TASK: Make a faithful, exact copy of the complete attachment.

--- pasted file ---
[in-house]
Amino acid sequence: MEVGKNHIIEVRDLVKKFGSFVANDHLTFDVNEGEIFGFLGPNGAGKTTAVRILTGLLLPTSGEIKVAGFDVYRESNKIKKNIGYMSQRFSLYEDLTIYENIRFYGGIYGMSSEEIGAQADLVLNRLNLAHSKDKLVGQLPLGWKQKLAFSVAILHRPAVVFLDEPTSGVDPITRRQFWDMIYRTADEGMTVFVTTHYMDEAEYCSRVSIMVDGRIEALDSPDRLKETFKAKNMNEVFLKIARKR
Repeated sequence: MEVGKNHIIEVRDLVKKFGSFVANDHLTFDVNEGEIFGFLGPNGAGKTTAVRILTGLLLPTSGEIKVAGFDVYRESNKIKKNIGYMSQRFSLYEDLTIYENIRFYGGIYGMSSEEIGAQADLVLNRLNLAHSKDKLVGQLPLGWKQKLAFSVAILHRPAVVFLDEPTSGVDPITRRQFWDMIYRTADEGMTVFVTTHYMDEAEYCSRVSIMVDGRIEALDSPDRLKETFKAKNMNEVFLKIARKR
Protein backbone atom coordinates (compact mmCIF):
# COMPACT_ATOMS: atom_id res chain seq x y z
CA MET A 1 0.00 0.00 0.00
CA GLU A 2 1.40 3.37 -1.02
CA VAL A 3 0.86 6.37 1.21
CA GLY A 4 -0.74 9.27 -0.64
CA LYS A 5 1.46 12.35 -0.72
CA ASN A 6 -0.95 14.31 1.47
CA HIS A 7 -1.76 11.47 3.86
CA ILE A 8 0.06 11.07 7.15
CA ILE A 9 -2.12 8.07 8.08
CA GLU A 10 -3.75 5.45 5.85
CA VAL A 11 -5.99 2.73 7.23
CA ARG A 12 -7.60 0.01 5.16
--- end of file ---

[in-house]
Amino acid sequence: MEVGKNHIIEVRDLVKKFGSFVANDHLTFDVNEGEIFGFLGPNGAGKTTAVRILTGLLLPTSGEIKVAGFDVYRESNKIKKNIGYMSQRFSLYEDLTIYENIRFYGGIYGMSSEEIGAQADLVLNRLNLAHSKDKLVGQLPLGWKQKLAFSVAILHRPAVVFLDEPTSGVDPITRRQFWDMIYRTADEGMTVFVTTHYMDEAEYCSRVSIMVDGRIEALDSPDRLKETFKAKNMNEVFLKIARKR
Repeated sequence: MEVGKNHIIEVRDLVKKFGSFVANDHLTFDVNEGEIFGFLGPNGAGKTTAVRILTGLLLPTSGEIKVAGFDVYRESNKIKKNIGYMSQRFSLYEDLTIYENIRFYGGIYGMSSEEIGAQADLVLNRLNLAHSKDKLVGQLPLGWKQKLAFSVAILHRPAVVFLDEPTSGVDPITRRQFWDMIYRTADEGMTVFVTTHYMDEAEYCSRVSIMVDGRIEALDSPDRLKETFKAKNMNEVFLKIARKR
Protein backbone atom coordinates (compact mmCIF):
# COMPACT_ATOMS: atom_id res chain seq x y z
CA MET A 1 0.00 0.00 0.00
CA GLU A 2 1.40 3.37 -1.02
CA VAL A 3 0.86 6.37 1.21
CA GLY A 4 -0.74 9.27 -0.64
CA LYS A 5 1.46 12.35 -0.72
CA ASN A 6 -0.95 14.31 1.47
CA HIS A 7 -1.76 11.47 3.86
CA ILE A 8 0.06 11.07 7.15
CA ILE A 9 -2.12 8.07 8.08
CA GLU A 10 -3.75 5.45 5.85
CA VAL A 11 -5.99 2.73 7.23
CA ARG A 12 -7.60 0.01 5.16